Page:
A Multi Task Learning Framework for Extracting Bacteria Biotope Information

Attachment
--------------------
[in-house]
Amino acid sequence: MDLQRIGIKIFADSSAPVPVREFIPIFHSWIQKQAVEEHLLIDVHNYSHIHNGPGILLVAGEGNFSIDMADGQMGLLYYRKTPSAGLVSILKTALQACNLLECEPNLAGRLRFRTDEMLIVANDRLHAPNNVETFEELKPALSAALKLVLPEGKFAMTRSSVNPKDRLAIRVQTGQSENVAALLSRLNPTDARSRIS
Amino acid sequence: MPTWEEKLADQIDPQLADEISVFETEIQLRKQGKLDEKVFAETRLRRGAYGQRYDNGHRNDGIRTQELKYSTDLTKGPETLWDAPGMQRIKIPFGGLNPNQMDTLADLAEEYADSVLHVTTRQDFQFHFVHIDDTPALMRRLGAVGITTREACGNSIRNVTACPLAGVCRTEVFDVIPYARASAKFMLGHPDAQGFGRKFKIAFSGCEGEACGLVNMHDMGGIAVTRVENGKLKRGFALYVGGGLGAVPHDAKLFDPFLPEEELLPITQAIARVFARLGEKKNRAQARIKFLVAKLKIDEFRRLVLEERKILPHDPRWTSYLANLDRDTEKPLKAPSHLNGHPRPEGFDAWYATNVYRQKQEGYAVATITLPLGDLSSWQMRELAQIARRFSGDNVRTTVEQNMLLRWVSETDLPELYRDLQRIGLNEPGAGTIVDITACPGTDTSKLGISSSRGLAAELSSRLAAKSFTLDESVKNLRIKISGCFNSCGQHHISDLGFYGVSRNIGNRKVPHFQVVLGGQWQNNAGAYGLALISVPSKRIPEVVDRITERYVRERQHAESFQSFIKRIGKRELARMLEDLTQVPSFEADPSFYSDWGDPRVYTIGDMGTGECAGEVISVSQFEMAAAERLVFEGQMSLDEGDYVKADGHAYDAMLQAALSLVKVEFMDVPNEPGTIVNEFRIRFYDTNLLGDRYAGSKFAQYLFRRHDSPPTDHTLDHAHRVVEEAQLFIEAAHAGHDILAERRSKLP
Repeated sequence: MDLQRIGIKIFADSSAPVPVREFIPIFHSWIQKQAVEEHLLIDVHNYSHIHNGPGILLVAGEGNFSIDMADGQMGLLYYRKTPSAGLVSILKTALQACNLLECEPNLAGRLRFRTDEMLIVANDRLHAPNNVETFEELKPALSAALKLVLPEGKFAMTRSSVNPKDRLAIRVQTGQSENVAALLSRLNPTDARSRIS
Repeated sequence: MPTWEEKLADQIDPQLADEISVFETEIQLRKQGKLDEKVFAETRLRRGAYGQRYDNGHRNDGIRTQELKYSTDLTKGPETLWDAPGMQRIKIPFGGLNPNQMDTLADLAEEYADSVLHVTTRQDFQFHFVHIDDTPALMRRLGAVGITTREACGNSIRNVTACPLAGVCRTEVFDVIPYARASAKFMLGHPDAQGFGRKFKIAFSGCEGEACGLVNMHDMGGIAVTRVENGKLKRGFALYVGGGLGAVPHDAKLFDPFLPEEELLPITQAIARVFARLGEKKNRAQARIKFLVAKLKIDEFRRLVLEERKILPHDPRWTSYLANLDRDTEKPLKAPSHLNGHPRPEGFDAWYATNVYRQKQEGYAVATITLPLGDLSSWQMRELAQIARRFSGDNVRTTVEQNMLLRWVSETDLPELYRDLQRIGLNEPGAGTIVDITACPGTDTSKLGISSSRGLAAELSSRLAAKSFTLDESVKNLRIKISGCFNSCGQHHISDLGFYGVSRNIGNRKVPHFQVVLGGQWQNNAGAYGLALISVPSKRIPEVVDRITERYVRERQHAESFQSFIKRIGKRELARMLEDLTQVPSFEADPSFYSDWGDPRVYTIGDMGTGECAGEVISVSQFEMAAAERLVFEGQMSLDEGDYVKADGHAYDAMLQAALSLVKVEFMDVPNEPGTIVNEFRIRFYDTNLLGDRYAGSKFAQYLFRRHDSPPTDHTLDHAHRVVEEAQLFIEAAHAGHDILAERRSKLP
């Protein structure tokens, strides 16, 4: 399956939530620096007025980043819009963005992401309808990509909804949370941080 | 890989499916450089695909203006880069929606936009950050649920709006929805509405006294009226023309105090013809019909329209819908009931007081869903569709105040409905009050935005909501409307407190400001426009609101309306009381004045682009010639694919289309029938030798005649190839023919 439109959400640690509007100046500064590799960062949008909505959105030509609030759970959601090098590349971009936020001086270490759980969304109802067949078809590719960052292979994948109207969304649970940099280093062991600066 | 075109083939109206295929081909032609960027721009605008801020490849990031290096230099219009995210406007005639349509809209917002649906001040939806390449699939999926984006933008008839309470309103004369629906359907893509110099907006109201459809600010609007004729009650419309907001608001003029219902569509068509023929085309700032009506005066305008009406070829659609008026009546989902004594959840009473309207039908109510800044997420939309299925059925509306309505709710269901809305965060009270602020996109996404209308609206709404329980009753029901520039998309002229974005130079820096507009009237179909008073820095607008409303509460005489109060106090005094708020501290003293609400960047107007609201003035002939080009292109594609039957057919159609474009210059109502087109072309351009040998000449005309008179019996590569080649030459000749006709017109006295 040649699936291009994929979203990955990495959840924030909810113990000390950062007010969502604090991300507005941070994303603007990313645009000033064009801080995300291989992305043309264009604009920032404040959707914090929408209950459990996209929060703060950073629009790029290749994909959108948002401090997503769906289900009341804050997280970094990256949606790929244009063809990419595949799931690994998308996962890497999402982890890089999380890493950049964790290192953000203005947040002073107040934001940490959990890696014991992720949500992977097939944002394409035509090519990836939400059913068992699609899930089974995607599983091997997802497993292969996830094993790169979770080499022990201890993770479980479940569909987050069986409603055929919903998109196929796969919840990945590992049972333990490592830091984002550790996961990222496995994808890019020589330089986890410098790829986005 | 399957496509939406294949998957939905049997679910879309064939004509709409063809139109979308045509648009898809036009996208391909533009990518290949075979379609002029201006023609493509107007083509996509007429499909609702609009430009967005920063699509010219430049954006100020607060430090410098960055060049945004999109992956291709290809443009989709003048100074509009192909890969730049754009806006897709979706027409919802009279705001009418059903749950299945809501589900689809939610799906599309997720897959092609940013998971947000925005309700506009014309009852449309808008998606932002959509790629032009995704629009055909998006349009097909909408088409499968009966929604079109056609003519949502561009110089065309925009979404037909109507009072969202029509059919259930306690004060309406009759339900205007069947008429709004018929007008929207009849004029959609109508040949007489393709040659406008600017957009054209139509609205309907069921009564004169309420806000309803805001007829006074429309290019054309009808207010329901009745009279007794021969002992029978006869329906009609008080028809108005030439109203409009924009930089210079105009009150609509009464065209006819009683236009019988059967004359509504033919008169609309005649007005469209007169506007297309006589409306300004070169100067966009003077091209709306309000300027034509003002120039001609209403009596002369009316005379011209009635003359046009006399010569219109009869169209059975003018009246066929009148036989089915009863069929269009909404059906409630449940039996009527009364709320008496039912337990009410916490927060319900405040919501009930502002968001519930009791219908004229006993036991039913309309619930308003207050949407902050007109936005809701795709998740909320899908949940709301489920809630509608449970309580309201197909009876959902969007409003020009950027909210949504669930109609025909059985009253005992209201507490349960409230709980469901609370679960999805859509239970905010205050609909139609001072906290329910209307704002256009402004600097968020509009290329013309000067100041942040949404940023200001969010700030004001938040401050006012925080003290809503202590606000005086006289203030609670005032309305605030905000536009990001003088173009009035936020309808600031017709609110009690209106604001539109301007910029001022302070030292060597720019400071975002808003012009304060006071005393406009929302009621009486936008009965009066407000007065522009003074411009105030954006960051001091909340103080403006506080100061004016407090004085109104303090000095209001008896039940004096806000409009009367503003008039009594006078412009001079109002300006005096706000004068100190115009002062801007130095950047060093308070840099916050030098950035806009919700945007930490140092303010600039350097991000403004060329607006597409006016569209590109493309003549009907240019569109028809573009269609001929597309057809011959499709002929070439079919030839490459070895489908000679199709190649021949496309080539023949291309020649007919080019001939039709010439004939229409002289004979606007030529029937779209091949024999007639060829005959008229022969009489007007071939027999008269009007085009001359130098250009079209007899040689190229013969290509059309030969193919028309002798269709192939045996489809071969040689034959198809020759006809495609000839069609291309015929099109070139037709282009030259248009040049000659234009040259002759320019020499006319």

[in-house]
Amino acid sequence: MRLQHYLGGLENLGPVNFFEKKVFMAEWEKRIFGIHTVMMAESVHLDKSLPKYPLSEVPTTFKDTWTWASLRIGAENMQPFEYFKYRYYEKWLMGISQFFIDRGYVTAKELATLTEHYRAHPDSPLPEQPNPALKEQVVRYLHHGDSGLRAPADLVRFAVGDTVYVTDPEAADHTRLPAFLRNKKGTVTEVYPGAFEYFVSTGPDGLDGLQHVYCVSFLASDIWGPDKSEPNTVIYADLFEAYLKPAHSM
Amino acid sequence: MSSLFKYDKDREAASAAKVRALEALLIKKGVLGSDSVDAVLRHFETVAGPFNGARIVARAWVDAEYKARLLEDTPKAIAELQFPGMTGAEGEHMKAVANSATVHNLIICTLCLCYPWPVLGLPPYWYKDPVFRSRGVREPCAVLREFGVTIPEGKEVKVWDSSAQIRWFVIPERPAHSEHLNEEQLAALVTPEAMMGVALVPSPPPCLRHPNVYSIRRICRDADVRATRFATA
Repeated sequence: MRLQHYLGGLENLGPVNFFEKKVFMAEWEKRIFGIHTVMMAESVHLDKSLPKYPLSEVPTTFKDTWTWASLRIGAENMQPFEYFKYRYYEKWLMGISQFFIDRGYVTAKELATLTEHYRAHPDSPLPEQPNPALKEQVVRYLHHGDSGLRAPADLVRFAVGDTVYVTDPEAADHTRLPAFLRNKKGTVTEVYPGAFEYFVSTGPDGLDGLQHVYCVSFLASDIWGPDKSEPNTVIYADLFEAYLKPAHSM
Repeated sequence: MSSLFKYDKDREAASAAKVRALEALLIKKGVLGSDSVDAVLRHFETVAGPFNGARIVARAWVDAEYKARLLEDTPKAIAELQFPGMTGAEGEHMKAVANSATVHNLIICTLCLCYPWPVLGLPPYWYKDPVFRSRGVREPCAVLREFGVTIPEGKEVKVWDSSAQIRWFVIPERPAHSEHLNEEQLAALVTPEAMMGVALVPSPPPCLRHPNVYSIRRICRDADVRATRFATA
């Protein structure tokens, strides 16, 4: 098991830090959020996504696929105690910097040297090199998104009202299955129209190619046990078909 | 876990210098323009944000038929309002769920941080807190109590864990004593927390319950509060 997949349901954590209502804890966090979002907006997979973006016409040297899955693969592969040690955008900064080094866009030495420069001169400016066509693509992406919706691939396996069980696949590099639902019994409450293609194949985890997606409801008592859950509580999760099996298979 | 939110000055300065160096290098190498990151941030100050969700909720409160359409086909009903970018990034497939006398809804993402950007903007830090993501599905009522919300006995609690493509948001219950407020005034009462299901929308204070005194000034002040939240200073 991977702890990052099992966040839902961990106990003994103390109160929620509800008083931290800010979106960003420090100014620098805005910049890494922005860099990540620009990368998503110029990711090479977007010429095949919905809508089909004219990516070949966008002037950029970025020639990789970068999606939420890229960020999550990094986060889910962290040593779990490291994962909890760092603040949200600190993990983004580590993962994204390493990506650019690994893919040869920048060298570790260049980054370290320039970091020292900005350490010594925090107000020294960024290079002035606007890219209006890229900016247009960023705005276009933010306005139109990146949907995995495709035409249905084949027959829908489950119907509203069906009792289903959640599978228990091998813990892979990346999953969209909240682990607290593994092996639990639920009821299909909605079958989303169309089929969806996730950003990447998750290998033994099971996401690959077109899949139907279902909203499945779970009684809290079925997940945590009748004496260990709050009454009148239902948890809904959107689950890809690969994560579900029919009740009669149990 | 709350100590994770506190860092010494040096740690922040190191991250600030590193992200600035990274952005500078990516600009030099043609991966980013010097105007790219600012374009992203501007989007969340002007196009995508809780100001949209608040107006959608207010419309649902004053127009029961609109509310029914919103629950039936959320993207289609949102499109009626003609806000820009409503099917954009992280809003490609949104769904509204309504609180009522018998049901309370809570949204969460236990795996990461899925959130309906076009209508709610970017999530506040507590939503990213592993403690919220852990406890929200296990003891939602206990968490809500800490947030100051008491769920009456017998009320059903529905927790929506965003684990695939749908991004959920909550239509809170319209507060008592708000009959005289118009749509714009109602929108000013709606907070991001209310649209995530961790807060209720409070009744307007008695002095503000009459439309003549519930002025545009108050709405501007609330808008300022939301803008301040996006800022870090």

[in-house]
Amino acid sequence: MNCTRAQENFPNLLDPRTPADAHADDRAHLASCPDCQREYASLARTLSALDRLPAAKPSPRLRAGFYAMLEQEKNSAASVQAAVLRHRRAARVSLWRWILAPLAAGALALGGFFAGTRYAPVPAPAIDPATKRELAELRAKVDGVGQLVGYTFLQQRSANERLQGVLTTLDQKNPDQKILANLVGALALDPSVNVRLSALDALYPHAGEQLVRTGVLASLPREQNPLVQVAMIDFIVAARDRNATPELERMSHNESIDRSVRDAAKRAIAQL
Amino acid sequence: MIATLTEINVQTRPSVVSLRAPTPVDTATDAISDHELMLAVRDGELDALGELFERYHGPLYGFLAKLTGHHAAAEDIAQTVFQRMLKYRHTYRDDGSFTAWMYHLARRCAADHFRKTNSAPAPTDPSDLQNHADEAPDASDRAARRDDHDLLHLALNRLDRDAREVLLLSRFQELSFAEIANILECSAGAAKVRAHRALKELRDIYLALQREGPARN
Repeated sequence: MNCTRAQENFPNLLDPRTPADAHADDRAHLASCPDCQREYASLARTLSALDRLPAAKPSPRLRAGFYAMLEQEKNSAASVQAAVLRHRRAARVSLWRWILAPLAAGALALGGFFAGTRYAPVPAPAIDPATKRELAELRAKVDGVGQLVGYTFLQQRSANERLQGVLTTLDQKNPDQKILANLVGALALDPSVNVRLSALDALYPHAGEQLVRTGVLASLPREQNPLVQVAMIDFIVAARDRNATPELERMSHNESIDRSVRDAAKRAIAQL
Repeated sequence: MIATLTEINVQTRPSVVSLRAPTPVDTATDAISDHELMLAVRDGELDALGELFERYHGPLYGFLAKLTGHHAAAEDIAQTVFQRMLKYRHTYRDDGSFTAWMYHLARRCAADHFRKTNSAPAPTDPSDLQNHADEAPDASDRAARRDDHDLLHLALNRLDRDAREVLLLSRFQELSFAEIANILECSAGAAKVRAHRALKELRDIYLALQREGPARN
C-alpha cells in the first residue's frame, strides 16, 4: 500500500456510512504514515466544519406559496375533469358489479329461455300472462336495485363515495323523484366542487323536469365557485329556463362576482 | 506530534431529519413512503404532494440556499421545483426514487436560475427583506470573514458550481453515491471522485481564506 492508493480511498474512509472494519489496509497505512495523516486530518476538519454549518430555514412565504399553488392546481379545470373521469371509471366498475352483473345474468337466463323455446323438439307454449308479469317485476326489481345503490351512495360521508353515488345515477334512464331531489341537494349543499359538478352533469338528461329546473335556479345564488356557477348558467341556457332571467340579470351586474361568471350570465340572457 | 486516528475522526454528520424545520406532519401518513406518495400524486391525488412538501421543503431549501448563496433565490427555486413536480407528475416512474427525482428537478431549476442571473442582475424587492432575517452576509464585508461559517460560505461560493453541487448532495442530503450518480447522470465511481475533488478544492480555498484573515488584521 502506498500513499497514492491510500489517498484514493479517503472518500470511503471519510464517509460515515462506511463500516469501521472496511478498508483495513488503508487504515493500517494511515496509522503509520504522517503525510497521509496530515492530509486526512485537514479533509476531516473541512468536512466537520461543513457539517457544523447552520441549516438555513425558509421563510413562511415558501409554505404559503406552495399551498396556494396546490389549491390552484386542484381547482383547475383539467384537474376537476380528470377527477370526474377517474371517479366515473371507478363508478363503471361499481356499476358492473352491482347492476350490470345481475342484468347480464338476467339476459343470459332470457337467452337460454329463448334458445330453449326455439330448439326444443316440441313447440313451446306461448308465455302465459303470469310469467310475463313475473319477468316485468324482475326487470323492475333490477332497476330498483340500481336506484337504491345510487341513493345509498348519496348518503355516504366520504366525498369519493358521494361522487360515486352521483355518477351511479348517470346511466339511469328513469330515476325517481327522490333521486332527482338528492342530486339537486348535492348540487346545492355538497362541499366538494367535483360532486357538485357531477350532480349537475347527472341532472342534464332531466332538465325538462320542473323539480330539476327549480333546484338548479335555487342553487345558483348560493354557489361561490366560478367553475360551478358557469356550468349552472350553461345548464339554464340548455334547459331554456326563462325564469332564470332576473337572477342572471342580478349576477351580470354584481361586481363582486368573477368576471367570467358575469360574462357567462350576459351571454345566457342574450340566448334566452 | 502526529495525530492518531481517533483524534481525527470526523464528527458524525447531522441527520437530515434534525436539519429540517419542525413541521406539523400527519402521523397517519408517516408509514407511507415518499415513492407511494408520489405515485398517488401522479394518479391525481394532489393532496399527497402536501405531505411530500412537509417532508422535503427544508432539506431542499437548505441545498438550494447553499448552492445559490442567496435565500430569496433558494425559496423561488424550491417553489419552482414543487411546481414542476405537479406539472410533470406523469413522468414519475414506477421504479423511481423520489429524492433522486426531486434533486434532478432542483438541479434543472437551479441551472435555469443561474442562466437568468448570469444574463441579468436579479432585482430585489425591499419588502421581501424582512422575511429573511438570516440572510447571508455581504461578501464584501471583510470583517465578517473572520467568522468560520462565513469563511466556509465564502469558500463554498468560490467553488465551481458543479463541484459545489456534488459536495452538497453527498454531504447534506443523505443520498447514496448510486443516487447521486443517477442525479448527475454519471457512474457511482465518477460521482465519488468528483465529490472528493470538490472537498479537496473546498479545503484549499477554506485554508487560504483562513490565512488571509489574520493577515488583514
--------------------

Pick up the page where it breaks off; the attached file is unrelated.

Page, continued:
Proceedings of the 5th Workshop on BioNLP Open Shared Tasks, pages 105–109 Hong Kong, China, November 4, 2019. c©2019 Association for Computational Linguistics. 105. A Multi-Task Learning Framework for Extracting Bacteria Biotope Information. Qi Zhang1, Chao Liu2∗, Ying Chi2, Xuansong Xie2 & Xiansheng Hua2 1Zhejiang University, 2Alibaba DAMO Academy. zhangqihit@zju.edu.com { maogong.lc, xinyi.cy, xiansheng.hxs}@alibaba-inc.com. xingtong.xss@taobao.com. Abstract. This paper presents a novel transfer multi-task learning method for Bacteria Biotope rel+ner task at BioNLP-OST 2019. To alleviate the data deficiency problem in domain-specific in- formation extraction, we use BERT(Devlin et al., 2018) (Bidirectional Encoder Represen- tations from Transformers) and pre-train it us- ing mask language models and next sentence prediction (Devlin et al., 2018) on both gen- eral corpus and medical corpus like PubMed. In fine-tuning stage, we fine-tune the relation extraction layer and mention recognition layer designed by us on the top of BERT to ex- tract mentions and relations simultaneously. The evaluation results show that our method achieves the best performance on all metrics (including slot error rate, precision and recall) in the Bacteria Biotope rel+ner subtask.. 1 Introduction. Information extraction aims to recognize the en- tities and classify the relations between them in given unstructured text. It provides cornerstone for many downstream applications such as in- formation extraction, knowledge base population, and question-answering. It is a challenging task partly because it requires elaborative human anno- tations (Riedel et al., 2010), which could be slow or expensive to get.. Bacteria Biotope (BB) task is an interest- ing information extraction task aiming at ex- tracting knowledge about bacteria biotope from bioinfomatics literature related to microorgan- ism. Rel+ner subtask focuses on extracting en- tity mentions of following types: Microorganism (MI), Habitat (HA), Phenotype (PH), Geographi- cal (GE) and identification of the Lives In rela- tion between a Habitat/Geographical mention and a Microorganism mention as well as the Exhibits. ∗Corresponding author. relation between a Phenotype mention and a Mi- croorganism mention. This task intends to extract structured triple of microorganism from unstruc- tured biomedical text.. Some previous work has been done in handling such an information extraction problem, including some joint entity and relation extraction method- ology and pipeline method which firstly do named entity recognition (NER) and then do relation ex- traction on the results of NER. (Zheng et al., 2017) proposes a novel tagging schema (NTS) that en- codes relation type in the NER tag to recognize the named entity and extract the relation between them jointly. This methodology has a fatal flaw that it can not handle relation facts that share the same entity and this phenomenon is common in BB task. (Bekoulis et al., 2018) proposes a multi- head selection layer (MHS) to model the rela- tion of each entity pair which is similar to our method. (Zeng et al., 2018) proposes a sequence to sequence model with copy mechanism (Copy RE). However, all above the previous work has been done on a large-scale general dataset. While the Bacteria Biotope rel+ner task only bases on a domain-specific and comparatively small dataset. Under this background, we adapt a recently widely used transfer learning framework, BERT(Devlin et al., 2018), and pre-train it on large-scale cor- pus using two novel unsupervised prediction tasks to mitigate the problem of insufficient data.. 2 Model Architecture. The overall framework of the model is shown in Figure 1. Bottom parts of the model (includ- ing input representation, transformer encoder) are shared by both named entity recongnition task and relation extraction task.. 106. Figure 1: Diagram of Our Model. 2.1 Input Feature and Representation. The input representation of each word wi in sen- tence S = {w1,w2, ...,wN} consists of three parts: word vector, the embedding of features and positional encoding. A pre-trained word em- bedding using Skip-gram (Mikolov et al., 2013) model is used to map each word to a dense vec- tor. The features we used are described in Table 1. Each feature is represented by a one-hot vector and pass a feature embedding layer. Positional en- coding is added to make the model capture the rel- ative and absolute position of each token (Vaswani et al., 2017). The three parts are concatenated and fed into transformer encoder.. 2.2 Transformer Encoder. Transformer is widely used in various natural lan- guage processing task recently. We use trans- former here to extract context features of each token. The encoder is composed of 12 lay- ers. Each layer consists of a multi-head self at- tention sub-layer and point-wise fully connected feedfoward sub-layer, a residual connection is employed around each of the two sub-layers (Vaswani et al., 2017). The transformer is pre- trained using two novel unsupervised tasks includ- ing masked language model and next sentence predicting (Devlin et al., 2018) on the combina- tion of BooksCorpus, English Wikipedia, PubMed and PubMed Central (PMC) corpus. The hyper- parameters we use to pre-train are exactly the same as the BERTBASE of (Devlin et al., 2018). In fine-tuning stage, the output of the transformer en- coder Hi will be fed into both mention recognition. layer and relation extraction layer.. 2.3 Mention Recognition Layer. Commonly, in named entity recognition, anno- tated data is tagged using BIO tagging schema in which each token is assigned into one of fol- lowing tag: B means beginning, I means in- side and O means outside of an entity mention. However this tagging schema is insufficient since some entity mentions in BB task are disjoint con- cepts with overlapping words. Taking the phrase “serotypes A, B and C” as an example, this phrase contains three disjoint Microorganism mentions: “serotypes A”, “serotypes B” and “serotypes C”. To handle these special mentions, we apply an al- ternative tagging schema which introduce ‘H’ and ‘D’ flag, where ‘H’ indicates the overlapping to- kens and ‘D’ indicates discontinuous tokens. Fig- ure 2 shows an annotation example. The tag- ging label set of this new tagging schema can be written as {{GE,HA,PH,MI} × {H,D}} × {B,I}. ⋃ {O}.. We feed the final state Hi of each token to the softmax classification layer over the tagging set. The conditional random field (CRF) layer takes the sequence of output score vector Vi from the softmax classification layer. The tag prediction of wi in sentence s is denoted as ySi , and fur- ther the CRF score of the tag predictions yS = {yS1 ,y. S 2 , ...,y. S N} is defined as follows:. scoreyS = EyS + TyS (1). E represents emission score which can be defined. 107. Feature Name Description Dot Flag Feature Whether the word contains dot notations like “C. psittaci”. Capitalization Feature Whether the first letter of the word is capitalized. POS Tagging Feature The output for the tokenized sentence of the POS tagging tool. Dependency Parsing Feature The output for the tokenized sentence of the dependency parsing tool.. Table 1: Input Features of Our Model and Their Description. as:. EyS = N∑ i=1. Vi (2). T represents transition score which can be defined as:. TyS = N∑ i=1. TMyS i−1,y. S i. (3). where TMyi−1,yi means the transition probability from tag yi−1 to yi. The conditional probability P(y|S) can be written as follows:. P(yS|S) = e score. yS∑ y∈y∗ e. scorey (4). where y∗ is the collection of all possible tag pre- dictions for sentence s.. Figure 2: Examples of BIOHD Tagging. 2.4 Relation Extraction Layer As depicted in Figure 1, the sequence of final state Hi is also fed into the relation extraction layer. We observe that each Microorganism entity may have multiple relations with entities of other three types. Moreover, all types of relation must con- tain a Microorganism entity. Thus we take the Mi- croorganism entity as the center of relation predic- tion task.. The Microorganism entity which ends with the word wi will be calculated the following score with another entity end with the word wj:. Ri,j,r = σ(Wrf(Hr ∗V i + Tr ∗V j + br)) (5). where Hr, Tr and br are parameter matrices as- sociated with relation type r. The score Ri,j,r rep- resents probability that the Microorganism entity. ends with words wi has the relation r with another entity ends with words wj. f is the activation func- tion: relu. σ is used to normalize the probability.. 2.5 Multi Task Training Objective In training stage, we fine-tune the relation extrac- tion layer and mention recognition layer simulta- neously using a joint loss. The training loss de- fined by mention recognition layer can be written as:. Lner = −logP(yS|S) (6). Moreover, the loss function of the relation extrac- tion layer can defined as. Lrel = ∑ i. ∑ j. −logRi,j,r (7). The loss function of the whole system can be de- fined as. L = Lner + Lrel (8). 3 Experiment and Result. In this section, we briefly introduce the dataset, evaluation metrics and the external resources that we use. We present our performance on different relation type with different metrics provided by or- ganizers and comparison with other jointly infor- mation extraction methodology mentioned in Sec- tion 1 on development data.. 3.1 Dataset Description Bacteria Biotope task includes two types of doc- uments: PubMed references (titles and abstracts) related to microorganism, extracts from full-text articles related to microorganisms living in food products.. The statistics of the dataset is shown in Table 2. The training and development data released for this task contains 133 and 66 files respectively, with gold standard annotations. Test data contains 32 files which are used to evaluate participation. The number of entity mentions in different file is unbalanced, ranging from 0 to 85.. 108. Table 2: The Statistics of The Dataset: Number of Files, Relations and Entities. File Entity Relation. train 133 2266 1127 development 66 1271 608. test 32 Unknown Unknown. Table 3: Performance for Each Relation Type. SER precision recall. All-types 0.954 0.509 0.351 Exhibits 0.982 0.492 0.449. Lived in-geo 1.318 0.316 0.273 Lived in-habitat 0.927 0.530 0.311. 3.2 External Resources. Here we introduce some external resources that we use in experiment. We use Google Word2vec tool to train word embeddings on corpora composed of PubMed, PubMed Central (PMC) corpus and En- glish Wikipedia corpus. The LTP tool is used for sentence level dependency parsing and the NLTK tool is used for sentence tokenization and part of speech tagging.. 3.3 Metric and Performance Comparison. Since the entity mentions which are potential ar- guments of each relation, are not given. In evalua- tion metrics (precision, recall), substitution errors are penalized. Morever, Slot Error Rate (SER) is taken as the main evaluation metric. Table 3 shows our results of different relation type.. We also evaluate some previous with fa- mous jointly information extraction methodolo- gies which are described in Section 1 on the BB 2019 development data for comparison: NTS: Our implementation of (Zheng et al., 2017). Instead we use the tagging schema described in Section 2.3. MHS: We use the code released by (Bekoulis et al., 2018) and train the model on the training data of BB rel+ner task. Copy RE: Our implementation the sequence to se- quence model using copy mechanism (Zeng et al., 2018). We train the model using the training data of BB rel+ner task. Pipeline: The baseline method that we use in- cludes two step separately: perform NER (Devlin et al., 2018) firstly, then perform relation extrac-. Table 4: Performance indicates statistically significant difference from our model, NTS, MHS, Copy RE and Pipeline.. SER precision recall. Pipeline 1.472 0.231 0.294 NTS 1.456 0.261 0.288 MHS 1.183 0.381 0.302. Copy RE 1.128 0.376 0.291 Our model 0.947 0.493 0.339. tion (Devlin et al., 2018) on the results of the NER task.. As shown in Table 4, our model achieves im- provements on BB dataset comparing with the other four models. Particularly, our model signifi- cantly outperforms the Pipeline baseline by -0.525 SER.. 3.4 Factor Analysis We propose several strategies to improve the per- formance including feature engineering and utiliz- ing the transformer encoder. To investigate the in- fluence of these two factors, we conduct ablation study and list results on Table 5 .. “No” prefix in Table 5 means that we train and evaluate our model without the corresponding fea- ture. “No Transformer Encoder” indicates that we replace the transformer with bi-directional lstm.. Results show that each feature listed in Table 1 plays a key role. Our model suffers serious per- formance degradation without any one of the four input features.. Table 5: Ablation Study. Model SER P R Our Model 0.947 0.493 0.339 No Dot Flag Feature 0.961 0.485 0.313 No Capitalization Feature 0.956 0.489 0.324 No POS Tagging Feature 0.949 0.499 0.335 No Dependency Parsing Feature 0.951 0.487 0.333 No Transformer Encoder 0.998 0.470 0.321. 4 Conclusions. In this paper, we describe our participation in Bac- teria Biotope rel+ner subtask. We propose a trans- fer multi-task learning framework to overcome data deficiency and fine-tune a joint entity and re- lation extraction model using multi-task training objective. Though we achieve the best perfor- mance in this subtask, we have some future direc-. 109. tions to improve this work furthermore: adapting adversarial training or posterior regularization to improve the performance of our system.. References Giannis Bekoulis, Johannes Deleu, Thomas Demeester,. and Chris Develder. 2018. Joint entity recogni- tion and relation extraction as a multi-head selec- tion problem. Expert Systems with Applications, 114:34–45.. Jacob Devlin, Ming Wei Chang, Kenton Lee, and Kristina Toutanova. 2018. Bert: Pre-training of deep bidirectional transformers for language understand- ing.. Tomas Mikolov, Ilya Sutskever, Kai Chen, Greg S Cor- rado, and Jeff Dean. 2013. Distributed representa- tions of words and phrases and their compositional- ity. In Advances in neural information processing systems, pages 3111–3119.. Sebastian Riedel, Limin Yao, and Andrew McCallum. 2010. Modeling relations and their mentions with- out labeled text. In Joint European Conference on Machine Learning and Knowledge Discovery in Databases, pages 148–163. Springer.. Ashish Vaswani, Noam Shazeer, Niki Parmar, Jakob Uszkoreit, Llion Jones, Aidan N. Gomez, Lukasz Kaiser, and Illia Polosukhin. 2017. Attention is all you need.. Xiangrong Zeng, Daojian Zeng, Shizhu He, Kang Liu, Jun Zhao, et al. 2018. Extracting relational facts by an end-to-end neural model with copy mechanism.. Suncong Zheng, Wang Feng, Hongyun Bao, Yuexing Hao, Zhou Peng, and Xu Bo. 2017. Joint extrac- tion of entities and relations based on a novel tagging scheme.